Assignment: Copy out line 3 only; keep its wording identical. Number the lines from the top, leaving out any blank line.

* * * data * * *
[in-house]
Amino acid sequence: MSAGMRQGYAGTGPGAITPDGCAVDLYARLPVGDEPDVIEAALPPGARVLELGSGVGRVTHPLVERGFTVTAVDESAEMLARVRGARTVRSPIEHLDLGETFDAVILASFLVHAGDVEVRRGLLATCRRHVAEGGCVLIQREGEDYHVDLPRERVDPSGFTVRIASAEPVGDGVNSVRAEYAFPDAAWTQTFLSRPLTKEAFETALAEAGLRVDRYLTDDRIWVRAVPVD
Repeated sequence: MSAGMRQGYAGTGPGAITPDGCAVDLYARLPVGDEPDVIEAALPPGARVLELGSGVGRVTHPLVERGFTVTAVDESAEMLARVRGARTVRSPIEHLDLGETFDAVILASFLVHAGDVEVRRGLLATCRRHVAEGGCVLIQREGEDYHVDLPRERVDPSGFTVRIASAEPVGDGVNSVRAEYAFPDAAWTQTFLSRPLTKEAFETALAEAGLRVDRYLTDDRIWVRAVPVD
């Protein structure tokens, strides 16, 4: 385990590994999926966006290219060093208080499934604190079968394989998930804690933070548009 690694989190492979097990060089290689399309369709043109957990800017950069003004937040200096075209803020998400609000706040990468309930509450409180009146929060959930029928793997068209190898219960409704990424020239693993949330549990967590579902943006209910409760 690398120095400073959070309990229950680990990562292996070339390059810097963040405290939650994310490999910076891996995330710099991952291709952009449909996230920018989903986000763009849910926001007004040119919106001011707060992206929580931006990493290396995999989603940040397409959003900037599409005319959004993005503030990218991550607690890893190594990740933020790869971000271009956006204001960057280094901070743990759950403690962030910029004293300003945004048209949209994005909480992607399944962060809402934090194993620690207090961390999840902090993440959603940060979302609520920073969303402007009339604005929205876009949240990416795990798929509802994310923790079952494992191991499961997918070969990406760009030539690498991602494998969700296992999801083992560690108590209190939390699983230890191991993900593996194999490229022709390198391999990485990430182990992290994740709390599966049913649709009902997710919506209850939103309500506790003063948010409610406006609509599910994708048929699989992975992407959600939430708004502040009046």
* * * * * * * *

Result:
Repeated sequence: MSAGMRQGYAGTGPGAITPDGCAVDLYARLPVGDEPDVIEAALPPGARVLELGSGVGRVTHPLVERGFTVTAVDESAEMLARVRGARTVRSPIEHLDLGETFDAVILASFLVHAGDVEVRRGLLATCRRHVAEGGCVLIQREGEDYHVDLPRERVDPSGFTVRIASAEPVGDGVNSVRAEYAFPDAAWTQTFLSRPLTKEAFETALAEAGLRVDRYLTDDRIWVRAVPVD